To the Doctor Focusing on My Future Decline Instead of Today's Health Victories


“Can we celebrate instead, please?” crossed my mind as my doctor discussed the results of my most recent right heart catheter.

He showed me a chart that was sort of like a stoplight. The chart had green, yellow and red markers. Red is an indication of “bad” results, and more than a couple of yellow results is undesirable as well. Much to my doctor’s surprise, all of my results were in the green. I have some unusual symptoms that have led to many other specialists, tests and even heavy-duty lupus medications for several months. So he was curious to see if anything unusual would show up on my heart cath. My heart, which was in severe right-sided heart failure three years ago, was now functioning normally despite my higher-than-normal pressures.

 

I was in the green, and my heart is functioning normally. That’s good, right? Some might even say that is cause for a celebration – especially after being as sick as I was during diagnosis.

Wrong.

To wrap up the conversation, my doctor asked me for the seventh time whether I have insurance. “No, I used to work in insurance. I lost my coverage when I had to retire,” I repeated. (Please stop dangling that delicious Uptravi carrot in front of my face if I can’t have it.) He then went on to say it was OK because he will put me on IV medications if things start to change.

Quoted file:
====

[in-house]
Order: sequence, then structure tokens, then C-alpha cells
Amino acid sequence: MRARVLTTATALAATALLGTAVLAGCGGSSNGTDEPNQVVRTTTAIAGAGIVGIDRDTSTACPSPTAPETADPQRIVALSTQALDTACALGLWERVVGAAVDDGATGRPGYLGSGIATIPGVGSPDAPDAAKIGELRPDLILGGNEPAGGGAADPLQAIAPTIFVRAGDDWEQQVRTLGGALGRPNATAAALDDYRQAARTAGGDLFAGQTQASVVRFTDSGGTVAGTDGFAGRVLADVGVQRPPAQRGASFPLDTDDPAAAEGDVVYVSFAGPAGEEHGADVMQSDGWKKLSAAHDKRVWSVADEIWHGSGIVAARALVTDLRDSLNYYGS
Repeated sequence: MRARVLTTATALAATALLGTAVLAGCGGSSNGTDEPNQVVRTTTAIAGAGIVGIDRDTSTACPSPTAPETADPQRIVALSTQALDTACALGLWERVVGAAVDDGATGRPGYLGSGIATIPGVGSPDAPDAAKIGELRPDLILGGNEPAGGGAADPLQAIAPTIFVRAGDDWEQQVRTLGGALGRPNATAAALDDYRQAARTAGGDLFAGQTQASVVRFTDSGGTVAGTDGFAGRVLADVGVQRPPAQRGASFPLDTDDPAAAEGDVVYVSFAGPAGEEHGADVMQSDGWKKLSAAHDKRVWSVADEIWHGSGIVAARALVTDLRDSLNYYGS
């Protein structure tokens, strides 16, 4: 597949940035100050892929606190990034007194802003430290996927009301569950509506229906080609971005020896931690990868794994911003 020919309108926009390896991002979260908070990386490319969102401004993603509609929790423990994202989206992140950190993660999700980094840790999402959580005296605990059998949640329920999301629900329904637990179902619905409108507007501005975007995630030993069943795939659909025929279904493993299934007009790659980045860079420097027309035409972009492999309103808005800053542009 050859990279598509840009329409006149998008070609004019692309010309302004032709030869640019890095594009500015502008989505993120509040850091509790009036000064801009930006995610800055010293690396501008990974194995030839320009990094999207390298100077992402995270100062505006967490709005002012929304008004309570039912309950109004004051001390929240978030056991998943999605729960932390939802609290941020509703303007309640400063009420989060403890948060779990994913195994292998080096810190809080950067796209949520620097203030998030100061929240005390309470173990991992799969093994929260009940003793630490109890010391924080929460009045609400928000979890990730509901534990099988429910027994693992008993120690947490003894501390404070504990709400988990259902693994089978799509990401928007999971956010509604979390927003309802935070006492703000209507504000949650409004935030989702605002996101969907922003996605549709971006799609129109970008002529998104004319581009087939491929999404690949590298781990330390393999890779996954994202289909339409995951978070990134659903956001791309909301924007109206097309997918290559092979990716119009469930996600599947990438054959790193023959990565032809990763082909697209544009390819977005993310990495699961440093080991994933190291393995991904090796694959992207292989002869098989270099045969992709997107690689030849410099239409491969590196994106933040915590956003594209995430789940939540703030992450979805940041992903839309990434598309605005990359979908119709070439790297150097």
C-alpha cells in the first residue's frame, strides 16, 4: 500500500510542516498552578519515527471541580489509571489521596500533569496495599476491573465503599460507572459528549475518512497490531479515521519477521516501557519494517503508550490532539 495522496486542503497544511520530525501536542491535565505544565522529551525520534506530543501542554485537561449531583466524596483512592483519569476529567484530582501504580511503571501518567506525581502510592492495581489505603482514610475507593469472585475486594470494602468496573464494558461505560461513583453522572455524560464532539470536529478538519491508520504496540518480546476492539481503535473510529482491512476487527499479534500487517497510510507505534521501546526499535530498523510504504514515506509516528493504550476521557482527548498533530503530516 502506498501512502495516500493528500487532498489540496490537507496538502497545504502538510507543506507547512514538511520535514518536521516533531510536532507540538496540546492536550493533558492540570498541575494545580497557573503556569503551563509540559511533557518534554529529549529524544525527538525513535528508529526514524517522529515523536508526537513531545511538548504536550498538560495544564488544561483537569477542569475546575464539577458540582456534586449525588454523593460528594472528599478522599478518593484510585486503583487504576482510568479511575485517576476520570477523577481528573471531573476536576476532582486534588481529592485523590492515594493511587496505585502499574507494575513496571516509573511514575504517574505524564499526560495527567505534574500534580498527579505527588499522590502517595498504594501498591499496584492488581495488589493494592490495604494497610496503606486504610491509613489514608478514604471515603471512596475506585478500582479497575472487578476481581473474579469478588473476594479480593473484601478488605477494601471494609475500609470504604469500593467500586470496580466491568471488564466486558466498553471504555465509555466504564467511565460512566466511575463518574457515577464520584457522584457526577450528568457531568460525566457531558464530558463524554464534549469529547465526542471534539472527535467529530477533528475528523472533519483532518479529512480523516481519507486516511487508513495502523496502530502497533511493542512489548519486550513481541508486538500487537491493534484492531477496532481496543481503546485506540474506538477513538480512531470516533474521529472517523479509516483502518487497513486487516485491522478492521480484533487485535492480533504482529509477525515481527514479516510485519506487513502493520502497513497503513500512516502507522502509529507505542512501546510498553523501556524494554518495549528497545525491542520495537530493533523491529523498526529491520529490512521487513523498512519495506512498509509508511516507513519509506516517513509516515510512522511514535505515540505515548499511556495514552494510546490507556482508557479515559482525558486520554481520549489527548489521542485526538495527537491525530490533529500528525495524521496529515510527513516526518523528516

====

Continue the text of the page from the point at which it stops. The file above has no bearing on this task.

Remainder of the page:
In my mind, I heard the sound of a record scratch. I wanted to ask, “Excuse me? Did I not just have pretty good results?” Here I was expecting a bottle of champagne to be spritzed over me like I had just won a NASCAR race, and my doctor was discussing a treatment plan for “when” I get worse. He even went on to say that IV medications are not something I need to be on right now.

So, why bring it up at this appointment?

I get it. I know that pulmonary hypertension is progressive. I’ve felt it ravage my body and crumple up my future like a piece of trash, barely missing the garbage bin. But do we really have to talk about the “decline” at every single appointment?

Truthfully, it is exhausting always leaving my appointments feeling so pessimistic about my future. And with PH, there are seldom reasons to celebrate. I don’t have three more rounds of chemo before I am done with treatment, the chance of remission is viewed as a medical miracle, and, unlike other diseases, PH can’t be cut or poisoned out of me.

As a PH patient, I feel like I so rarely get a chance to celebrate victories involving my health. It is really important to me to acknowledge when positive things regarding my health happen, and I need my doctor to embrace that as well. Hope is powerful; it is humane, and it can help ignite our will to live during dark times. If we have a reason to be optimistic or celebrate, let’s not worry about what could happen. Instead, let’s focus on what is good today.

So, can we celebrate instead, please?

This post originally appeared on Pulmonary Hypertension News.

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Thinkstock photo via bruniewska.


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